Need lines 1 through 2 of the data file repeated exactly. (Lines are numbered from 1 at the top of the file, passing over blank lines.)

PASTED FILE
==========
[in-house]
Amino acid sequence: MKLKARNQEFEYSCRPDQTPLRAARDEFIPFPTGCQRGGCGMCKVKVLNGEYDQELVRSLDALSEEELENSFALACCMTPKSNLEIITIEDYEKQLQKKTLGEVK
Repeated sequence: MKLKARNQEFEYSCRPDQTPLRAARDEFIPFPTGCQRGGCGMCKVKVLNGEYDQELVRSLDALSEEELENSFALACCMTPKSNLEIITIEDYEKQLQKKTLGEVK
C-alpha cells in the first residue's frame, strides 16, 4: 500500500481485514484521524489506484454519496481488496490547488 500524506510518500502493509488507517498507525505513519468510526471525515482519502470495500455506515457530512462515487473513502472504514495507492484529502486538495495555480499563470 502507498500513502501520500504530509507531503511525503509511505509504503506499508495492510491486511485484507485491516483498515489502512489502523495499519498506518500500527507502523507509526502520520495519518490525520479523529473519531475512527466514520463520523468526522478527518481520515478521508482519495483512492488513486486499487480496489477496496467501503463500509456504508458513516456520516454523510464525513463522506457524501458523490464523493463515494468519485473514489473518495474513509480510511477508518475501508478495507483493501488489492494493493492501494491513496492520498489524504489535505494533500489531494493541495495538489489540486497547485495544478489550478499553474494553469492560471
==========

[in-house]
Amino acid sequence: MKLKARNQEFEYSCRPDQTPLRAARDEFIPFPTGCQRGGCGMCKVKVLNGEYDQELVRSLDALSEEELENSFALACCMTPKSNLEIITIEDYEKQLQKKTLGEVK